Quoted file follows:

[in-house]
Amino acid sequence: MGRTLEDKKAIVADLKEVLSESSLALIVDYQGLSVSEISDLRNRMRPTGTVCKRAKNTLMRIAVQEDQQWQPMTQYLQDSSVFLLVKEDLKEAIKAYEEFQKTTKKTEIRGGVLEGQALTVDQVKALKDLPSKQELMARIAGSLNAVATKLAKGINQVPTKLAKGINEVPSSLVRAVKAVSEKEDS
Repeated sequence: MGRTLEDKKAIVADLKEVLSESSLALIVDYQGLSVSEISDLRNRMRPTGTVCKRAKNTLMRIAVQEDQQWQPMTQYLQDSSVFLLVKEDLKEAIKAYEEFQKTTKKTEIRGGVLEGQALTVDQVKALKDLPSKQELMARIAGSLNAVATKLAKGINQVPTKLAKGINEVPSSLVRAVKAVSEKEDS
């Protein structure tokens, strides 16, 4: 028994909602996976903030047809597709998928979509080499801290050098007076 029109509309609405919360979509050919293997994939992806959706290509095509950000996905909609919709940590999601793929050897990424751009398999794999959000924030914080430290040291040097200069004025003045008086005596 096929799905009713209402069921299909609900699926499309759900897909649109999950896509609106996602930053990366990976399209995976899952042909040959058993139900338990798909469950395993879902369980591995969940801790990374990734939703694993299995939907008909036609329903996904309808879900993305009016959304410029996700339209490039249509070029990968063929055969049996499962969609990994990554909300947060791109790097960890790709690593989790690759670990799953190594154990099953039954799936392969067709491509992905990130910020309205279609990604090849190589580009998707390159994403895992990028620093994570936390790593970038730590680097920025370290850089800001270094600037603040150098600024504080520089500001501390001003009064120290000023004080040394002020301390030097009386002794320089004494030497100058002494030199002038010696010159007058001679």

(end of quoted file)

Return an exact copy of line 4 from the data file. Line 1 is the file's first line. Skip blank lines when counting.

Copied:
């Protein structure tokens, strides 16, 4: 028994909602996976903030047809597709998928979509080499801290050098007076 029109509309609405919360979509050919293997994939992806959706290509095509950000996905909609919709940590999601793929050897990424751009398999794999959000924030914080430290040291040097200069004025003045008086005596 096929799905009713209402069921299909609900699926499309759900897909649109999950896509609106996602930053990366990976399209995976899952042909040959058993139900338990798909469950395993879902369980591995969940801790990374990734939703694993299995939907008909036609329903996904309808879900993305009016959304410029996700339209490039249509070029990968063929055969049996499962969609990994990554909300947060791109790097960890790709690593989790690759670990799953190594154990099953039954799936392969067709491509992905990130910020309205279609990604090849190589580009998707390159994403895992990028620093994570936390790593970038730590680097920025370290850089800001270094600037603040150098600024504080520089500001501390001003009064120290000023004080040394002020301390030097009386002794320089004494030497100058002494030199002038010696010159007058001679």